The minutes before meetings in the Vikings defensive line room are time for casual chatter, for the members of what might be the NFL’s best defensive front to get to know one another.
It’s not a group short on personalities, with two players born on Caribbean islands (Linval Joseph and Danielle Hunter), a defensive tackle (Tom Johnson) who’s played for teams in three countries and the ever-boisterous Everson Griffen. Increasingly, though, the focus of fascination is second-year defensive end Stephen Weatherly.
“We found out today he’s played nine instruments,” defensive end Brian Robison said. “Right now, he’s on a major kick with Bitcoin. We’re in the [locker room] one day, and a couple of the offensive linemen told him, ‘All right — you’ve got 60 seconds to tell me about Bitcoin.’ This guy went off on a rant, and within 10 seconds, I get up, and I’m like, ‘I kind of want to hear about this.’ ”
One day, it might be the investments Weatherly has made in mining Bitcoin. The next, it might be his musical background, his love of chess, the fact his can solve a Rubik’s Cube in less than two minutes, his study of Italian cooking, his travels to Germany in high school or his time as the captain of his high school robotics team.
Through all of it, his teammates are learning Weatherly is part pass rusher, part Renaissance man.
“The guys love him,” Vikings defensive line coach Andre Patterson said. “They give him a bad time about some of the stuff he’s involved in, but there are things he’s involved with that they get interested in. … I think that’s good for the guys in my room, that it’s not just about video games and football. There’s more to life than that.”
For Weatherly, there always has been.
His grandmother, Dianna Johnson, holds certificates from Harvard and MIT, where the thesis she wrote about safe summer programs for children inspired the Atlanta city government’s response to the series of murders that killed 28 African-American children, teenagers and adults from 1979 to ’81. Later in her career in the Atlanta mayor’s office, part of Johnson’s job was coordinating events for dignitaries such as George H.W. Bush and Nelson Mandela. Weatherly’s mother, Carla, went into business for herself as a general contractor, bringing her son to job sites “as soon as I knew the difference between a Phillips and a flathead [screwdriver].”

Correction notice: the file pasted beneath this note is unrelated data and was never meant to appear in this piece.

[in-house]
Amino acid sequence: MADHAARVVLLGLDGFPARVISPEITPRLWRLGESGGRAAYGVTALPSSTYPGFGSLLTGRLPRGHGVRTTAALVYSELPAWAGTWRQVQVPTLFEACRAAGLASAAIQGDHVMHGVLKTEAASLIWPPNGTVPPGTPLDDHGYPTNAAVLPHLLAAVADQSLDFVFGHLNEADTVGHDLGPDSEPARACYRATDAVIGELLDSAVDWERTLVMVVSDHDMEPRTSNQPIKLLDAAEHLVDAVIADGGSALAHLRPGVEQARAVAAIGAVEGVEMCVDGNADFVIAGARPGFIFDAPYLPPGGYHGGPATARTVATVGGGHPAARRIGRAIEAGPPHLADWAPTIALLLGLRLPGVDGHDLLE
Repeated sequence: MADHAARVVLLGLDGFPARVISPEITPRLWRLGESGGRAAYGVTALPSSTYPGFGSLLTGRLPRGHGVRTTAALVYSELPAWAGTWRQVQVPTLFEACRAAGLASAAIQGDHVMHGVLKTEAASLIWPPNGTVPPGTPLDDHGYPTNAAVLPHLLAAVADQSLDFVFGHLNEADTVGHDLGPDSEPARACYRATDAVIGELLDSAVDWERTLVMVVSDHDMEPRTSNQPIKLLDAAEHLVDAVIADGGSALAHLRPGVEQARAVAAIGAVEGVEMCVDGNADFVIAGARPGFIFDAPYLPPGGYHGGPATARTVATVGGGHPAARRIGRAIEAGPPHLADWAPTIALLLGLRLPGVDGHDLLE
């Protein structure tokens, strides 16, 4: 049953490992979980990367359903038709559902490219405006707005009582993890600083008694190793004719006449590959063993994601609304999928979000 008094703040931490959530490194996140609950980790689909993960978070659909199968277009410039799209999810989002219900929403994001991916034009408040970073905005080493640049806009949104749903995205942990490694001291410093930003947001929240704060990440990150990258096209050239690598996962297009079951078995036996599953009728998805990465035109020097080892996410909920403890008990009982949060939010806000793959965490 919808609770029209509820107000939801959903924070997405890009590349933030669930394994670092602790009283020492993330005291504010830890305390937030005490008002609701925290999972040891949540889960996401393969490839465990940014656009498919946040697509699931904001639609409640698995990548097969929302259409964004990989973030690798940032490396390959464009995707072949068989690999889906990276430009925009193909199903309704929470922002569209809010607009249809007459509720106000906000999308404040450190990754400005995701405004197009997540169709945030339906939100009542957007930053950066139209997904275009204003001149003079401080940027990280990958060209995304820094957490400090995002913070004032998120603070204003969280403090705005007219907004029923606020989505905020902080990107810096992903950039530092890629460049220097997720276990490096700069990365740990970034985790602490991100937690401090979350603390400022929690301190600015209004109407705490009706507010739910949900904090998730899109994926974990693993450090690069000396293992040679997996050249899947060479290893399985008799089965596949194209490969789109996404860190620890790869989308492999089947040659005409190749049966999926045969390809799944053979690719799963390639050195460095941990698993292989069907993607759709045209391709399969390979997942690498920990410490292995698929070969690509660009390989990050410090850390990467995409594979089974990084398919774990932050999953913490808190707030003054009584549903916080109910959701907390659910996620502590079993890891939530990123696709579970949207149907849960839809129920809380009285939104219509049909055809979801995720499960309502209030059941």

Weatherly took apart his first Xbox to see how the circuits worked, hiding it under his bed when he couldn’t figure out how to put it back together. His high school robotics team qualified for the national championships, and Weatherly planned to major in mechanical engineering until it became incompatible with the demands of football at Vanderbilt. He started playing the flute in his elementary school band, eventually moving to clarinet, and then on to trumpet, trombone, baritone, tuba and tenor saxophone. In college, he learned to play steel drums and piano.
“My mother and my grandmother always preached, ‘First, you’re Stephen, and then you’re these other things on top of that,’ ” he said. “Whatever I showed interest in, they allowed me to go explore it.”
Raised to take chances
After graduating from Blayton Business College and working a handful of jobs in her 20s, including as a programmer for TV Guide, Johnson began her career with Atlanta Mayor Maynard Jackson in 1976, working to improve the city’s criminal justice system and community development efforts as part of the mayor’s crime analysis team.
Her work for Jackson — the first African-American mayor of any major Southern city — led her to a Community Fellows program at MIT’s Department of Urban Studies and Planning from 1979-80. It put her in an eight-person cohort, with people from Boston, Cincinnati, Seattle, Puerto Rico and West Africa, in the throes of the racial unrest spurred by Boston’s busing crisis in the 1970s and ’80s.